Scientists develop transgenic plants to improve drought resistance

February 2, 2016

A study published in the Proceedings of the National Academy of Sciences shows that engineering plants to produce high levels of a protein known as PYL9 may boost drought tolerance in rice and the model plant Arabidopsis.

Because plants can’t flee drought, they deploy an array of survival strategies while awaiting better growing conditions. Their drought responses are controlled by a hormone known as abscisic acid (ABA), which regulates growth and development and directs plants’ reaction to stress. Plants’ short-term drought responses include closing their stomata—holes that “exhale” water—and creating extra wax to seal moisture within leaves. Long-term drought conditions cause plants to go into dormancy and redirect water and nutritional resources away from leaves to sink tissues such as seeds and buds, reservoirs for new growth. This process, called senescence, may result in a plant that looks shriveled and leafless but is just executing a line of defense.

The researchers found that altering plants to overexpress the protein PYL9 made them highly sensitive to ABA. A stress-responsive promoter protein controlled the level of PYL9 expression in the plants. The gene alterations enabled Arabidopsis and rice to better withstand severe drought stress and caused older leaves to yellow sooner compared with the plants’ wild type counterparts. PYL9 transgenic rice had a 50% survival rate after a two-week drought compared with 10% survival in wild type rice.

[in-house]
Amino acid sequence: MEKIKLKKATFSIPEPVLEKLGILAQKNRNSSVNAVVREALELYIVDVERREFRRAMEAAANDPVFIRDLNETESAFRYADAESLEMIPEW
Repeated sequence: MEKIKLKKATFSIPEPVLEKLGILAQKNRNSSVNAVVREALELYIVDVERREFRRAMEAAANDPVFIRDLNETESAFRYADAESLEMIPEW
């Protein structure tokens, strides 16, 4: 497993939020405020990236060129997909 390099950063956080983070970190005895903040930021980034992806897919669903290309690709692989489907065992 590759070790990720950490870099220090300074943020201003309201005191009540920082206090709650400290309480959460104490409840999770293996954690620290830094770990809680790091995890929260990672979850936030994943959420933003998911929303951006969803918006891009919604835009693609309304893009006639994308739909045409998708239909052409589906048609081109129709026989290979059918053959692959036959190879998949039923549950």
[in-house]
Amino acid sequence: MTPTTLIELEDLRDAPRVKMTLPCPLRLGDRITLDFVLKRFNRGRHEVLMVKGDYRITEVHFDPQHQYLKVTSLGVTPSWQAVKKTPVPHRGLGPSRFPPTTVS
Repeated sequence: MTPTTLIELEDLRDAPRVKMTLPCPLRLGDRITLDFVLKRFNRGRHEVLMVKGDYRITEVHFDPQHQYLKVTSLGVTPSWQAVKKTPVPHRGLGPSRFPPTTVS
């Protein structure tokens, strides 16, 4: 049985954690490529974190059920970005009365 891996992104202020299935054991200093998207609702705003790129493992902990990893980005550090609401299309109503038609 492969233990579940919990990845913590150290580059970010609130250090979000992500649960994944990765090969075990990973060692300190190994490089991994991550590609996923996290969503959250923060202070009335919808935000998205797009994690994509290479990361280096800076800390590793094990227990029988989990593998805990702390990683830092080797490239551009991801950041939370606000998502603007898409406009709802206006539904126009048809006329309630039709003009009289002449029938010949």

However, the researchers cautioned that the spike in survival rate does not mean that the yield of the transgenic plants under drought conditions would equal that of conventional rice varieties under good growing conditions. The study did not test for yield.

Unexpectedly, when transgenic plants were treated with ABA under normal conditions, the old leaves started to wilt, even though the plants received enough water. This suggests that the plants had blocked their old leaves’ access to water, preferentially driving water to developing tissues instead.

The research team concluded that during severe drought conditions, hypersensitivity to ABA leads to increased senescence and death of old leaves but protects young tissues by sending them into dormancy. The study also suggests that the ABA core signaling pathway plays a crucial role in plant survival during extreme drought and that senescence is a beneficial drought defense strategy, previously points of contention among plant scientists.